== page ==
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What happens if college breaches condition of gift?

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What happens if college breaches condition of gift?

A private 501(c)(3) college accepted a multi-million dollar donation with one restriction: that a current employee remain employed for a minimum of three years. The college accepted the money, spent it, and fired the employee long before the three years was up. Is this legal?

If the gift was conditioned on retaining a certain employee and there was no specific cause for terminating that employee, it sounds as though the college has breached the contract.  Retention of an employee is not a usual type of condition, but is not unheard of and could be important if the employee is critical to the program being funded.  

Assuming a breach of contract, who has the right to enforce it?  Presumably, the donor retained the right to enforce it in the written agreement.  The employee might have been a third party beneficiary under state law and might have a personal enforcement right as well.  The state Attorney General would probably have a right to enforce the contract, but may not have the personnel or the political interest in getting involved.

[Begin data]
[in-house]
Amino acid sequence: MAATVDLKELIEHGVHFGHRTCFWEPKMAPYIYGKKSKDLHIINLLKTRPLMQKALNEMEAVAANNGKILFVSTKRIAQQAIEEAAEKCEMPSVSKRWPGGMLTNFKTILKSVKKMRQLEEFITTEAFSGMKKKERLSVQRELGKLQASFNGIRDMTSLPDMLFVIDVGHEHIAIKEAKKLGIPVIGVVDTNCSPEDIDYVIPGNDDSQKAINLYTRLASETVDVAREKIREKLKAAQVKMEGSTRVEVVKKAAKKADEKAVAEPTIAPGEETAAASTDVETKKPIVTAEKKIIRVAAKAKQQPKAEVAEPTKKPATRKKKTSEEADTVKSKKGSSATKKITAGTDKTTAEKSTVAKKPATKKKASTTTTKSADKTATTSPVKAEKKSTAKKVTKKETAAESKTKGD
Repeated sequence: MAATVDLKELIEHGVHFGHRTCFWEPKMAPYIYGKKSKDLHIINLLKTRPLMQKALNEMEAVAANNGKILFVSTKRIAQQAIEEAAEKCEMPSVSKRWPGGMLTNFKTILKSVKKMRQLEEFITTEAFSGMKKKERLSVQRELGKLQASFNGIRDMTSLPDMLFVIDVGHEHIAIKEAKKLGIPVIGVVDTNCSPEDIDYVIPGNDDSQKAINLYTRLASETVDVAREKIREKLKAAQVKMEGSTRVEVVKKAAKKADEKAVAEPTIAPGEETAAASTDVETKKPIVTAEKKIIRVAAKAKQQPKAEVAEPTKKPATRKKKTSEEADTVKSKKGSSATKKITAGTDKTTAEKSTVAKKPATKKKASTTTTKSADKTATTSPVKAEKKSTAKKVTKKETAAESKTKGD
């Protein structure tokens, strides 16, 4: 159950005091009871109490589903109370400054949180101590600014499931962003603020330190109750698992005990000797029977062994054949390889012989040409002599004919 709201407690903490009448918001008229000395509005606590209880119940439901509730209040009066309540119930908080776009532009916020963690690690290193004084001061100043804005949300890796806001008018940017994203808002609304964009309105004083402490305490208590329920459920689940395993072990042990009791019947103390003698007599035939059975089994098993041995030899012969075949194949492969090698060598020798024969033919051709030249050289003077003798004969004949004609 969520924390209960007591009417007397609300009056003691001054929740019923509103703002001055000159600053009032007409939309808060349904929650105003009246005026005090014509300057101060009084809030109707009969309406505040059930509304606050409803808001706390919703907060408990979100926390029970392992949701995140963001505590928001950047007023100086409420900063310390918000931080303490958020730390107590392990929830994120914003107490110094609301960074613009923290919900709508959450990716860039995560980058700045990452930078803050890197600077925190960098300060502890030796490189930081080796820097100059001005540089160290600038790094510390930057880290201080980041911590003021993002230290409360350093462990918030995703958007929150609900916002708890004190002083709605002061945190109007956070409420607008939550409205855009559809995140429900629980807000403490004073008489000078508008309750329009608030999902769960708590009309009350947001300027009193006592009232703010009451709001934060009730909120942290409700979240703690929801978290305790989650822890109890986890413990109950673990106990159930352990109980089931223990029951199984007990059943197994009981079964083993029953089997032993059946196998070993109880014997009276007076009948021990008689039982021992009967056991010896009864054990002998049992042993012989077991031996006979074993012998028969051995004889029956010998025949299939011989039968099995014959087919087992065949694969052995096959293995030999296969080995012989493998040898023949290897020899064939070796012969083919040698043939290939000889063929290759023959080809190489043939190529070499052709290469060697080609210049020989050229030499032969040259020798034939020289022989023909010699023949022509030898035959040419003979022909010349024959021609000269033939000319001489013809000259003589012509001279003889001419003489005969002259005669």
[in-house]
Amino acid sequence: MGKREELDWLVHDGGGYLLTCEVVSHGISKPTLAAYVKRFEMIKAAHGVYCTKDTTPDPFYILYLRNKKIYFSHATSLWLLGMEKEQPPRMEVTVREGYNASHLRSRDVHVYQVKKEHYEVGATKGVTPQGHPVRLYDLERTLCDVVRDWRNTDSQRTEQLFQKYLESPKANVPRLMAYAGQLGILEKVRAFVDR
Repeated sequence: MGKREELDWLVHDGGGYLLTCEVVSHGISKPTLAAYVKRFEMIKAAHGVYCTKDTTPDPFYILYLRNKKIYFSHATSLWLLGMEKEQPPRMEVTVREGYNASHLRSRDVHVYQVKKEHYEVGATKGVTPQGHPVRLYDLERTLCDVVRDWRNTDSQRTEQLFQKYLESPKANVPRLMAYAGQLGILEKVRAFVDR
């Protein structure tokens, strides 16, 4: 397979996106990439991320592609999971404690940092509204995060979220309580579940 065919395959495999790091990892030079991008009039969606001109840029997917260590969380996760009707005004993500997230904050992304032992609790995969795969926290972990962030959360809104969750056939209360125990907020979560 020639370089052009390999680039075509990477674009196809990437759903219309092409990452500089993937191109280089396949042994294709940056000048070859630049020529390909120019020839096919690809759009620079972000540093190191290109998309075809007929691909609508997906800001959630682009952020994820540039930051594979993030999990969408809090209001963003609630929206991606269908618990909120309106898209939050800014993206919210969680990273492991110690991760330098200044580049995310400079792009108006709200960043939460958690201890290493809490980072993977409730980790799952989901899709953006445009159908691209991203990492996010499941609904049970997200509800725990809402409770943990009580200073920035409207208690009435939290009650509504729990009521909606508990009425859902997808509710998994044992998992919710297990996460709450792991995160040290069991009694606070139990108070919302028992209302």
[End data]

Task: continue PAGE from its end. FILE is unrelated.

Even if the donor and the employee don’t have a right to enforce, or don’t want to go to the effort to enforce, they have some leverage if they want to go public with the college’s failure to do what it said it would do.  That is the kind of publicity that can discourage others from giving to the college.  If the donor is in a position to make additional contributions of similar size, the donor obviously has some influence over the situation.

The people concerned with the breach should talk with the college and try to work out a resolution that is satisfactory to them.  If they are unsuccessful, they can then consider their other remedies.

Tuesday, May 15, 2018

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